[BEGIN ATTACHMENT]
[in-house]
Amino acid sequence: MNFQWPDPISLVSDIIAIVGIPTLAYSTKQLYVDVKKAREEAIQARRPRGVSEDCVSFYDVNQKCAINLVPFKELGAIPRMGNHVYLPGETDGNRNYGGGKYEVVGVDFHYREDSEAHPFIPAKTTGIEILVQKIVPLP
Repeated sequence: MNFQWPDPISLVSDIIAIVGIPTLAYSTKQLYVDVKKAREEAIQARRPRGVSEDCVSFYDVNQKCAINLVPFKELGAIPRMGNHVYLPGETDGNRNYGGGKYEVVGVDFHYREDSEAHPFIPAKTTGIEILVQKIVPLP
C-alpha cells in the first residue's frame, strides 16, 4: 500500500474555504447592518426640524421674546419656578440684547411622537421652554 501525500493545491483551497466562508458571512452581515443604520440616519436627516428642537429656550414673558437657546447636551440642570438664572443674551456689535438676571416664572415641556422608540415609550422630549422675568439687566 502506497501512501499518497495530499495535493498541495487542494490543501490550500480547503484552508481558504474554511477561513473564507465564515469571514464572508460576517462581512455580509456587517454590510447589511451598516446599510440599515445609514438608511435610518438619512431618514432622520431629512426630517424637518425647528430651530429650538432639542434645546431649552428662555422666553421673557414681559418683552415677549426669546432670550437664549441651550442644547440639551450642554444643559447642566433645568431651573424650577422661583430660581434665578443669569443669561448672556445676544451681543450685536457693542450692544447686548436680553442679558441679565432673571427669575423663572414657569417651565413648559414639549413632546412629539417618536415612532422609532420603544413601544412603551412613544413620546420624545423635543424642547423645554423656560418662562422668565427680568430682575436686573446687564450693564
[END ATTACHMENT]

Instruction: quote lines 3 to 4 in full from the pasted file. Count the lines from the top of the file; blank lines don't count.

Repeated sequence: MNFQWPDPISLVSDIIAIVGIPTLAYSTKQLYVDVKKAREEAIQARRPRGVSEDCVSFYDVNQKCAINLVPFKELGAIPRMGNHVYLPGETDGNRNYGGGKYEVVGVDFHYREDSEAHPFIPAKTTGIEILVQKIVPLP
C-alpha cells in the first residue's frame, strides 16, 4: 500500500474555504447592518426640524421674546419656578440684547411622537421652554 501525500493545491483551497466562508458571512452581515443604520440616519436627516428642537429656550414673558437657546447636551440642570438664572443674551456689535438676571416664572415641556422608540415609550422630549422675568439687566 502506497501512501499518497495530499495535493498541495487542494490543501490550500480547503484552508481558504474554511477561513473564507465564515469571514464572508460576517462581512455580509456587517454590510447589511451598516446599510440599515445609514438608511435610518438619512431618514432622520431629512426630517424637518425647528430651530429650538432639542434645546431649552428662555422666553421673557414681559418683552415677549426669546432670550437664549441651550442644547440639551450642554444643559447642566433645568431651573424650577422661583430660581434665578443669569443669561448672556445676544451681543450685536457693542450692544447686548436680553442679558441679565432673571427669575423663572414657569417651565413648559414639549413632546412629539417618536415612532422609532420603544413601544412603551412613544413620546420624545423635543424642547423645554423656560418662562422668565427680568430682575436686573446687564450693564